Recipe 12.4 Solving the "Trailing Slash" Problem
Loading a particular URL works with a trailing slash but does not work without it.
Make sure that ServerName is set correctly and that none of the Alias directives have a trailing slash.
The "trailing slash" problem can be caused by one of two configuration problems: an incorrect or missing value of ServerName, or an Alias with a trailing slash that doesn't work without it.
An incorrect or missing ServerName seems to be the most prevalent cause of the problem, and it works something like this: when you request a URL such as http://example.com/something, where something is the name of a directory, Apache actually sends a redirect to the client telling it to add the trailing slash.
The way that it does this is to construct the URL using the value of ServerName and the requested URL. If ServerName is not set correctly, then the resultant URL, which is sent to the client, will generate an error on the client end when it can't find the resulting URL.
If, on the other hand, ServerName is not set at all, Apache will attempt to guess a reasonable value when you start it up. This will often lead it to guess incorrectly, using values such as 127.0.0.1 or localhost, which will not work for remote clients. Either way, the client will end up getting a URL that it cannot retrieve.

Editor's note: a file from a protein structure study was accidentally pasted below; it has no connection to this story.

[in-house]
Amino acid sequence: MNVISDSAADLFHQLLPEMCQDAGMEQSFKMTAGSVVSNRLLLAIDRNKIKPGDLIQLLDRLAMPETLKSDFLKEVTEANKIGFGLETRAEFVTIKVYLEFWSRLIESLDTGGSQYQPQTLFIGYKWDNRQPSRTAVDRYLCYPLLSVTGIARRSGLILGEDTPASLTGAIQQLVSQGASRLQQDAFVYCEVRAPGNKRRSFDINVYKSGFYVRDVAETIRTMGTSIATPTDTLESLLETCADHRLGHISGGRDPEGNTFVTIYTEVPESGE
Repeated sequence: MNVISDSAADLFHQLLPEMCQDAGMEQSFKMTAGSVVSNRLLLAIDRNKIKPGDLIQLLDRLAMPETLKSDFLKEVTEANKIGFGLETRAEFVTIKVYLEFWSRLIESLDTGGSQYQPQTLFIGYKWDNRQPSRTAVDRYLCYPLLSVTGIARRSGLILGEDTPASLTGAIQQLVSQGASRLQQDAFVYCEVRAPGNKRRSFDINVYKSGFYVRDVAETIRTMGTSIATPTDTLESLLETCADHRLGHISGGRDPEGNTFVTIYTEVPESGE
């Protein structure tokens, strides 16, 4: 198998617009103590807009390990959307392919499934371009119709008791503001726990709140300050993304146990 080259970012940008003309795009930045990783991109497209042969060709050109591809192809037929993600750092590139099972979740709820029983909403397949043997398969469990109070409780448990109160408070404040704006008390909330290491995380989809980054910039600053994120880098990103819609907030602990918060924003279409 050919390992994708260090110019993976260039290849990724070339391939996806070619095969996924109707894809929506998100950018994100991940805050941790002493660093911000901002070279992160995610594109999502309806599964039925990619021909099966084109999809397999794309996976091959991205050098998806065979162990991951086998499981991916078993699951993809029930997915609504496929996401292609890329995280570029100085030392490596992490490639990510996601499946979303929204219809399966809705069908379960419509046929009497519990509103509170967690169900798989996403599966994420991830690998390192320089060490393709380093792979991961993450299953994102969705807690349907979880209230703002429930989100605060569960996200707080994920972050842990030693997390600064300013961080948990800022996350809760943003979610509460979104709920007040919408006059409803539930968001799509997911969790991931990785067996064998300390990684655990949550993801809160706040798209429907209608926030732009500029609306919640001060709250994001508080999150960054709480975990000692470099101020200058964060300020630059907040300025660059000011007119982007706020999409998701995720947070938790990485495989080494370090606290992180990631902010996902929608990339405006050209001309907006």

Invalid Alias directive
In the second incarnation of this problem, a slightly malformed Alias directive may cause a URL with a missing trailing slash to be an invalid URL entirely.
Consider, for example, the following directive:
Alias /example/ /home/www/example/
The Alias directive is very literal, and aliases URLs starting with /example/, but it does not alias URLs starting with /example. Thus, the URL http://example.com/example/ will display the default document from the directory /home/www/example/, while the URL http://example.com/example will generate a "file not found" error message, with an error log entry that will look something like:
File does not exist: /usr/local/apache/htdocs/example
The solution to this is to create Alias directives without the trailing slash, so that they will work whether or not the trailing slash is used:
Alias /example /home/www/example